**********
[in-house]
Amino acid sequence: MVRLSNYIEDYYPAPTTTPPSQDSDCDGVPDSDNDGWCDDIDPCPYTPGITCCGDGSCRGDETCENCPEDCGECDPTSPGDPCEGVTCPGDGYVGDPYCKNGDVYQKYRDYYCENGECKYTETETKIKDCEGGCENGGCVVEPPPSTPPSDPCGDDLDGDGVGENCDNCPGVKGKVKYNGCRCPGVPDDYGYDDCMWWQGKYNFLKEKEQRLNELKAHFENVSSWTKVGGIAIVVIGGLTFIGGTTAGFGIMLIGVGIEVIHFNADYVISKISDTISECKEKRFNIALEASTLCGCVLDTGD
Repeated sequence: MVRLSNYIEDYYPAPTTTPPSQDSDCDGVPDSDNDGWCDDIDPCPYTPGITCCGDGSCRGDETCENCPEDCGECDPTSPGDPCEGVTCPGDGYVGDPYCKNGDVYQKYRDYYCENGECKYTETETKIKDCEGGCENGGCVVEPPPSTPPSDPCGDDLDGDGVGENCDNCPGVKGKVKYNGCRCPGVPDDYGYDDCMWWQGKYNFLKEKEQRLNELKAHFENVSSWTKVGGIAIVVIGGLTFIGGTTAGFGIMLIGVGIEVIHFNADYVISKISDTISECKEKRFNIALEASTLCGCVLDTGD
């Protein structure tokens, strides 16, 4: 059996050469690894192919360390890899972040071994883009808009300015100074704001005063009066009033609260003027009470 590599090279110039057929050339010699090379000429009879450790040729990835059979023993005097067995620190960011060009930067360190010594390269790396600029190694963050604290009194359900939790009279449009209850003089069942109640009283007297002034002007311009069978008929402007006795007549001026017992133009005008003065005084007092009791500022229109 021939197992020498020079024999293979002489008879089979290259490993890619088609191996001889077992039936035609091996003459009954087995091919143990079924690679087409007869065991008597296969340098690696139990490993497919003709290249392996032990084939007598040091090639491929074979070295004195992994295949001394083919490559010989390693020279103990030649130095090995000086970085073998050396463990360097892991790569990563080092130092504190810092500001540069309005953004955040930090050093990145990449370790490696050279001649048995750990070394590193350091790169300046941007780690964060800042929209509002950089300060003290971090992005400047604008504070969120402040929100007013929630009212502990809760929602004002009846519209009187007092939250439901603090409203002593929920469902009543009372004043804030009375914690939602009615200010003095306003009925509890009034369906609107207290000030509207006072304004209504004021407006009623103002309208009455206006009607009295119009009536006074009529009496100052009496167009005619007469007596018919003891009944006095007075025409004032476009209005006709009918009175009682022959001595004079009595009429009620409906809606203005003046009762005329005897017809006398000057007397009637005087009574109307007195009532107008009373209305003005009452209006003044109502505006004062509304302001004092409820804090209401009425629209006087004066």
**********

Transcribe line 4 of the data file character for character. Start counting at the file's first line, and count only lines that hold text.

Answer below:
């Protein structure tokens, strides 16, 4: 059996050469690894192919360390890899972040071994883009808009300015100074704001005063009066009033609260003027009470 590599090279110039057929050339010699090379000429009879450790040729990835059979023993005097067995620190960011060009930067360190010594390269790396600029190694963050604290009194359900939790009279449009209850003089069942109640009283007297002034002007311009069978008929402007006795007549001026017992133009005008003065005084007092009791500022229109 021939197992020498020079024999293979002489008879089979290259490993890619088609191996001889077992039936035609091996003459009954087995091919143990079924690679087409007869065991008597296969340098690696139990490993497919003709290249392996032990084939007598040091090639491929074979070295004195992994295949001394083919490559010989390693020279103990030649130095090995000086970085073998050396463990360097892991790569990563080092130092504190810092500001540069309005953004955040930090050093990145990449370790490696050279001649048995750990070394590193350091790169300046941007780690964060800042929209509002950089300060003290971090992005400047604008504070969120402040929100007013929630009212502990809760929602004002009846519209009187007092939250439901603090409203002593929920469902009543009372004043804030009375914690939602009615200010003095306003009925509890009034369906609107207290000030509207006072304004209504004021407006009623103002309208009455206006009607009295119009009536006074009529009496100052009496167009005619007469007596018919003891009944006095007075025409004032476009209005006709009918009175009682022959001595004079009595009429009620409906809606203005003046009762005329005897017809006398000057007397009637005087009574109307007195009532107008009373209305003005009452209006003044109502505006004062509304302001004092409820804090209401009425629209006087004066």